ALL Saints’ in Huntingdon could become the region’s first listed church to generate power from its roof.

The church council has applied for permission to install solar panels on the south side of the nave roof of the Grade II*-listed building in Market Hill.

The application includes ancillary equipment and re-leading of the roof.

The supplier involved, Freewatt Limited, based near Lincoln, has already installed photovoltaic panels on two Grade I-listed churches – in Lincolnshire and Buckinghamshire.

All Saints' will have to persuade not only Huntingdonshire District Council's planners, but English Heritage and the Diocese of Ely's Advisory Committee on the care of churches (DAC).

Although the Council for the Care of Churches has promised to accept the DAC's opinion, according to churchwarden Michael Smale.

The installation, which is expected to cost about £14,000, is predicted to generate 3,200 KWH of electricity a year, giving the church a surplus of more than £700, even at the reduced 'feed-in tariff' proposed by the Government.

It will be funded by a substantial legacy left to the church by the family of former mayor and church warden William Henry Clayton.

The project also includes a real-time display showing parishioners and visitors the panels' output, how much is being transferred to the National Grid and other data.

If planning consent and the DAC's faculty are granted, the church hopes the week-long installation of the panel and associated equipment can start at the end of February following re-leading of the roof.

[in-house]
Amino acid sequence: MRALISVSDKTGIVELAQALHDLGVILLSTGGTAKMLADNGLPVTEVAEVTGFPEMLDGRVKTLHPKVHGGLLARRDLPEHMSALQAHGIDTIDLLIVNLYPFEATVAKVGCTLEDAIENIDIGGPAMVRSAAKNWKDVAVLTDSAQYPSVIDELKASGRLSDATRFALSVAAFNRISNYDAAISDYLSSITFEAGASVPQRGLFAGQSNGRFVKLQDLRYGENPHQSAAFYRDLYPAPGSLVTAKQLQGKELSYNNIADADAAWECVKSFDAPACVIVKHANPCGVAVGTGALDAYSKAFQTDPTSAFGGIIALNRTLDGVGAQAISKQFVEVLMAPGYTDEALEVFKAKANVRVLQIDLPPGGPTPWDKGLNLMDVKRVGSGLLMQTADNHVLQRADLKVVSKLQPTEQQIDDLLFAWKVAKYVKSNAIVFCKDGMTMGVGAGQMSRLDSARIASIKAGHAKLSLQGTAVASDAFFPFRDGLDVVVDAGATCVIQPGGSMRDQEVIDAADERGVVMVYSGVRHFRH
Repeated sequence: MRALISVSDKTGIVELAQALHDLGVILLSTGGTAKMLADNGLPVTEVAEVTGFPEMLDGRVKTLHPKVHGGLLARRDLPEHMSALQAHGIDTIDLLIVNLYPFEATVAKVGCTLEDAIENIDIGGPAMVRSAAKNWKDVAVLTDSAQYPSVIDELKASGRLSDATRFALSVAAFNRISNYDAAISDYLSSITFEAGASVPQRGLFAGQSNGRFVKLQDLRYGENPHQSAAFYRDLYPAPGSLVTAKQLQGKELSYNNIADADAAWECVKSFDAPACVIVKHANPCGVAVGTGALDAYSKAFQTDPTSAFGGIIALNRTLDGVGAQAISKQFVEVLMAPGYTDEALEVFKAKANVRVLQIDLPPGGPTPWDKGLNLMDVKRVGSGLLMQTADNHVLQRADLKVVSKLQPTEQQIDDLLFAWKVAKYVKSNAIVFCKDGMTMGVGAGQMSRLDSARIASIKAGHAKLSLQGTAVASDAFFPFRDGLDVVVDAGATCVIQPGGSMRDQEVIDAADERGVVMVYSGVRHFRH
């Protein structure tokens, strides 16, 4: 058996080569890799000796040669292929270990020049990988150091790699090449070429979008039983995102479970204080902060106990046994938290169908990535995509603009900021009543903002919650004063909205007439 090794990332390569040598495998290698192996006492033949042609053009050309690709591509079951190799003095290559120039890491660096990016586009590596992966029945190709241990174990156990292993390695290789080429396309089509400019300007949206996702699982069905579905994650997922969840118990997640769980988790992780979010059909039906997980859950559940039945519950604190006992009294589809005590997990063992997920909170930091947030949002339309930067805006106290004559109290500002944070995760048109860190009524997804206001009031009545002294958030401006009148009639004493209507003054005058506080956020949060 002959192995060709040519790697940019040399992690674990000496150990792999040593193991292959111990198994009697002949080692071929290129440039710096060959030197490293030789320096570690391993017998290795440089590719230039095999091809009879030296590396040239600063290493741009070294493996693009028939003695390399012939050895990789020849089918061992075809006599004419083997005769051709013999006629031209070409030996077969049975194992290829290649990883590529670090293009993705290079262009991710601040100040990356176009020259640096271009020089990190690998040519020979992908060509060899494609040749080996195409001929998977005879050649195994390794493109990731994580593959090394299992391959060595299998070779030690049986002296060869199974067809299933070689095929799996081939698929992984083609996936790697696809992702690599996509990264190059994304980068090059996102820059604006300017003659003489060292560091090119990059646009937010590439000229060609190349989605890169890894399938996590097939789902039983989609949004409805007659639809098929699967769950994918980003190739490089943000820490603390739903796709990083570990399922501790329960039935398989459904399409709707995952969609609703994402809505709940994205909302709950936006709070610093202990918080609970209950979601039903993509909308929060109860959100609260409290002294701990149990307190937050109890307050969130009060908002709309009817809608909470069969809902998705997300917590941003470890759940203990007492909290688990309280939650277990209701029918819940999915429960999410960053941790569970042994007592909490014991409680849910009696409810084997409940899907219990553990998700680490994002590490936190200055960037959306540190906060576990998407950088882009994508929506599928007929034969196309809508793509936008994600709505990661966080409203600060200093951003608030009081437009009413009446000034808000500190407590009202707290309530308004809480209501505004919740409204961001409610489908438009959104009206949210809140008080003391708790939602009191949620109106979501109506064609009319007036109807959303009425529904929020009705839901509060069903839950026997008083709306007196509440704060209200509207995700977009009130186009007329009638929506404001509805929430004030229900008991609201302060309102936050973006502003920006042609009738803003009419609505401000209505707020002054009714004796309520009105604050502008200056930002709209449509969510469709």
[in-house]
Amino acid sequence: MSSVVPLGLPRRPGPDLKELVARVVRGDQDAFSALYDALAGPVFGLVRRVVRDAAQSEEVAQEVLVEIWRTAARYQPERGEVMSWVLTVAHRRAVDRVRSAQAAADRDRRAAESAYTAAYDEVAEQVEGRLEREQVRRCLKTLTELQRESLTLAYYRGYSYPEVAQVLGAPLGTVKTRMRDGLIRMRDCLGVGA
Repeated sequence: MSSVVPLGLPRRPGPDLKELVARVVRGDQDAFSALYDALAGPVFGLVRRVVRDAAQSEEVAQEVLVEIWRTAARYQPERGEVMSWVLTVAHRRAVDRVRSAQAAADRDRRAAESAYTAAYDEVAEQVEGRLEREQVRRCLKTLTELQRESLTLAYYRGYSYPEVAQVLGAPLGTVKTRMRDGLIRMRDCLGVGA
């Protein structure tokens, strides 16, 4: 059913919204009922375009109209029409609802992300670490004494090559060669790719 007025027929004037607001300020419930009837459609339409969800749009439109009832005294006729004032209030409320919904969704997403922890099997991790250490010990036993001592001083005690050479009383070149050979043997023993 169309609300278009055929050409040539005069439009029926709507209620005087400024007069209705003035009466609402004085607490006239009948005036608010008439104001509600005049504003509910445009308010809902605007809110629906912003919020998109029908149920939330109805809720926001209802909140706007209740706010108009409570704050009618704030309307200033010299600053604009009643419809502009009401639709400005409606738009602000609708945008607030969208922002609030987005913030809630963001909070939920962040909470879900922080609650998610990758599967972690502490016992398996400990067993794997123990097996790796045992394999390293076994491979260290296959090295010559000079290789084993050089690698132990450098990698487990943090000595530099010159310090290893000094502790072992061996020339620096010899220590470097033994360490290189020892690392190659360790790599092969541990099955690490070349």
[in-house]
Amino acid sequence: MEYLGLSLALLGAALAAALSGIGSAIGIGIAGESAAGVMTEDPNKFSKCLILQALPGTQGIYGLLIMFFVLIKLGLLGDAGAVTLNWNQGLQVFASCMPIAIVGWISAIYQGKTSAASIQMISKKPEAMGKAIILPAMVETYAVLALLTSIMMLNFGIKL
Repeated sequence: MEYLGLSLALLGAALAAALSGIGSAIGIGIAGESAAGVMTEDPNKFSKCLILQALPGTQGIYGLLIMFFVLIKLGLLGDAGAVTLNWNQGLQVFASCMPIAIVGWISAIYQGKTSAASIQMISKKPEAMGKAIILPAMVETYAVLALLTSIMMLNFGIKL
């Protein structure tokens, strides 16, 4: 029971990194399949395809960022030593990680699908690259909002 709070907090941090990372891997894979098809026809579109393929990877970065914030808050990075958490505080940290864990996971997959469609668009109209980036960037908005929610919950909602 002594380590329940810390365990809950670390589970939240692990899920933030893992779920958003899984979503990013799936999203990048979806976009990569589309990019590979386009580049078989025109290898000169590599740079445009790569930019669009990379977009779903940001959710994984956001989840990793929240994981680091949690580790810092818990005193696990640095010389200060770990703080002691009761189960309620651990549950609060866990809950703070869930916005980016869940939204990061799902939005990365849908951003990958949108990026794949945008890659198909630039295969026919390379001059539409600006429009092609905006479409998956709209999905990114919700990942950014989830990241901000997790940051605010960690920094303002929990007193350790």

HDC's development manager Andy Moffatt said the proposed panels would be virtually invisible from ground level and from surrounding buildings, but there were concerns about the attachment of the panels to the roof and distributions of the power generated through the building.

The modern church building dates largely from the 15th century.

English Heritage said: “We have been consulted on plans to install 22 solar panels on the south side of the nave roof of All Saints' Church, Huntingdon. Installing the panels does introduce a modern element to this grade II* listed building, however, having considered this case very carefully and in view of the fact that the panels will be invisible from the street and from the highly graded Town Hall building, we were happy to give our consent in this case.”

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